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Calif. trailer park owner ordered to correct wetlands violations

Release Date: 02/09/2006
Contact Information: Francisco Arcaute, (213) 244-1815

SAN FRANCISCO – The U.S. Environmental Protection Agency has ordered the owner of a Southern California trailer park and campground to remove illegal structures and restore a section of the Santa Clara River and wetlands near Acton, Calif., or face fines up to $32,500 per day per violation.

The violations at the Robin's Nest Campground owned by Young Song – referred to the EPA by the U.S. Army Corps of Engineers – included unauthorized diversion of the river and extensive clearing and grading of wetlands near the headwaters of the Santa Clara River. This reach of the river, which is known for its water quality and abundant vegetation, contains some of the only remaining habitat for an endangered fish, the Unarmored Threespine Stickleback.

The U.S. Army Corps of Engineers, the U.S. Fish and Wildlife Service, the California Department of Fish and Game, and the California Regional Water Quality Control Board informed Song in 2003 of objections to his plans to grade the wetlands and impound the river to create a swimming pool and of the state and federal permit requirements. In May 2005, after learning from a local resident that large scale earth moving activities were underway, the U.S. Arm Corps of Engineers ordered Song to stop filling the river without the required Clean Water Act permit.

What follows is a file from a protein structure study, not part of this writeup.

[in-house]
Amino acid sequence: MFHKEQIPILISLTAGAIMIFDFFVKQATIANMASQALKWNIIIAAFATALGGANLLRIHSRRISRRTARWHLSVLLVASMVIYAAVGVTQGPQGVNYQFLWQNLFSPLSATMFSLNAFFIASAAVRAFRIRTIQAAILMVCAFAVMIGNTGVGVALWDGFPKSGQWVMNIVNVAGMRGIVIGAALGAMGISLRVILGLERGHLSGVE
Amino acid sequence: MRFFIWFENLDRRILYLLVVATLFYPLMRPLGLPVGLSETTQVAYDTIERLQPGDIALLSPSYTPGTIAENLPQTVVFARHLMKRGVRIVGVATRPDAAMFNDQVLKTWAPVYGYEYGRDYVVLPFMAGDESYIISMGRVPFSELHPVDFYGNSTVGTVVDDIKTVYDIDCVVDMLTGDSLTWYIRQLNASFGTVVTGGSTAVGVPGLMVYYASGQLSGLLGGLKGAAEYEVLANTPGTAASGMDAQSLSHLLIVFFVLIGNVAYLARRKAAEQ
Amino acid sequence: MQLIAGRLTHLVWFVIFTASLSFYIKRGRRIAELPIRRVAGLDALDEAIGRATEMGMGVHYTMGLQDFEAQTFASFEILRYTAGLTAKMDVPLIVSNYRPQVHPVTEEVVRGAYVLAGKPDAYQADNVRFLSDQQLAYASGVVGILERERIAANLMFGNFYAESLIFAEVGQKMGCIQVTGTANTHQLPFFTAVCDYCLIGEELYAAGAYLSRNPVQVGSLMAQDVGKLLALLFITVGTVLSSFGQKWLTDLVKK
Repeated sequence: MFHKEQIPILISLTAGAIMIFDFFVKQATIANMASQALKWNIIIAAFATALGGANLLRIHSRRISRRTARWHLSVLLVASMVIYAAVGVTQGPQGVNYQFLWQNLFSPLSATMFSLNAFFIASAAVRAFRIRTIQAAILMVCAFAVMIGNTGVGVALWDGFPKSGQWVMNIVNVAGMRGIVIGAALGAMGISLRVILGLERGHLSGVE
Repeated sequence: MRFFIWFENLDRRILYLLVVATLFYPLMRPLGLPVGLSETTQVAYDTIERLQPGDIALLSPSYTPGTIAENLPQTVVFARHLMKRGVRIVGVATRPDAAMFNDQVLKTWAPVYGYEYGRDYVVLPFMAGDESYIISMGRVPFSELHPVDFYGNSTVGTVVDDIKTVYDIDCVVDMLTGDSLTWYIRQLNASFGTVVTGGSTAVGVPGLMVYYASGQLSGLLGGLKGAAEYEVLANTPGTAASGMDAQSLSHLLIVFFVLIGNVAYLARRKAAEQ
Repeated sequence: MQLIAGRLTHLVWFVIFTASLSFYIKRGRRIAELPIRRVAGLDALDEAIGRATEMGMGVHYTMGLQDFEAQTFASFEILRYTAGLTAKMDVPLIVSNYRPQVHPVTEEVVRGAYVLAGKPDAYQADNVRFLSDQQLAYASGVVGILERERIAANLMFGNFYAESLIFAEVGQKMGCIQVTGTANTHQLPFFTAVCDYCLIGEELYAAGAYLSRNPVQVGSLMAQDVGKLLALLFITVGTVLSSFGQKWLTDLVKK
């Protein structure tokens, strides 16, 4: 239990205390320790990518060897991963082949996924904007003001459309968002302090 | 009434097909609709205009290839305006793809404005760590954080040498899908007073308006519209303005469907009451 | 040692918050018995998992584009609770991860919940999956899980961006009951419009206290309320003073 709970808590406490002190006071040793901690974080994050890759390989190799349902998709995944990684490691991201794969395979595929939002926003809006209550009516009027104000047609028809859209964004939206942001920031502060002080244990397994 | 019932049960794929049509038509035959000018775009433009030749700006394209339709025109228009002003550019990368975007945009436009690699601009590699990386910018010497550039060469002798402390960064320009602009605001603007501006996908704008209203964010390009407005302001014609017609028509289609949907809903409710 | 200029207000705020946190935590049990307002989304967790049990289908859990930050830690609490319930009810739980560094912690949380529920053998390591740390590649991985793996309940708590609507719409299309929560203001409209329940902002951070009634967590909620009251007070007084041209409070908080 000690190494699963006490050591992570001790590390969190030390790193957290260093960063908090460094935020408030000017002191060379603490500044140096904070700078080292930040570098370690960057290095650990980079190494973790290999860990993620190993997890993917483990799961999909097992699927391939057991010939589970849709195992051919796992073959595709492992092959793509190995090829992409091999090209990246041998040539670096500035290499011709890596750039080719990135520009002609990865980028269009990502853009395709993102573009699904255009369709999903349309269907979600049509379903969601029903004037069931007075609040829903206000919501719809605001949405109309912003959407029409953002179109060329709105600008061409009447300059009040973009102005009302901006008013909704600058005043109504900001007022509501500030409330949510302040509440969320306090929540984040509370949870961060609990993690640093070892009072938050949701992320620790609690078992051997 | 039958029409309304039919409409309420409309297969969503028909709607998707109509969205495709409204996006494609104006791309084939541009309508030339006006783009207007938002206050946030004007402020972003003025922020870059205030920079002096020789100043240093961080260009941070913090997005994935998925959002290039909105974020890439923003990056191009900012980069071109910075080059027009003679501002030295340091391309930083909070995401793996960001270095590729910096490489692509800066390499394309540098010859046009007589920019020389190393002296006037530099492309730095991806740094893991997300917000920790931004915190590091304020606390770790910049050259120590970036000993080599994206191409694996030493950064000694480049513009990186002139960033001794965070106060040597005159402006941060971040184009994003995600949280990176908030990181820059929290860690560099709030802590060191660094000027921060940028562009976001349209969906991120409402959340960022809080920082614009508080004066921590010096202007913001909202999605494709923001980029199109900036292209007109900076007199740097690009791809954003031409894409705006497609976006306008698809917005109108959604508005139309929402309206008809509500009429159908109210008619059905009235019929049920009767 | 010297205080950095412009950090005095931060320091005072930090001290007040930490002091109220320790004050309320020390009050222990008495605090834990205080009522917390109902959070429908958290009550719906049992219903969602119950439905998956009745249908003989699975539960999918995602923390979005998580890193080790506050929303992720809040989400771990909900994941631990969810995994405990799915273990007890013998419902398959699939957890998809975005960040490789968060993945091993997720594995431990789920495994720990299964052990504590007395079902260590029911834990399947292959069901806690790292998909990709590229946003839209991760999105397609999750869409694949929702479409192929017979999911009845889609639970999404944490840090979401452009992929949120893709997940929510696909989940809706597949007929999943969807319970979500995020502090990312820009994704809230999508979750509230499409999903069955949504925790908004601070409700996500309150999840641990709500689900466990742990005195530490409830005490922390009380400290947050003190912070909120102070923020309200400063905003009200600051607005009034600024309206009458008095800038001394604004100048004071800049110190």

A recent inspection by EPA and the U.S. Army Corps of Engineers found that Song’s activities have filled approximately 2.2 acres of the river and its adjacent wetlands. The activities have compromised the river’s natural flow and endangered species habitat, increased the potential for stream bank erosion, and contributed to loss of downstream habitats.

“Unauthorized filling of wetlands and damming of open waters can have serious environmental consequences,” said Alexis Strauss, water division director for the EPA’s Pacific Southwest Region. “The Santa Clara River is one of the last free-flowing rivers in Southern California. The EPA’s action today underscores our commitment to protecting this very important water resource and to work closely with the U.S. Army Corps of Engineers and other resource agencies to achieve this goal.”

Wetlands provide wildlife habitat and are valuable in cleaning water, increasing recharge to groundwater supplies, and reducing flood risks. The Clean Water Act prohibits the discharge of dredged or fill material into open waters and adjacent wetlands without a permit issued by the U.S. Army Corps of Engineers.

For more information about the EPA’s wetlands permitting program, go to: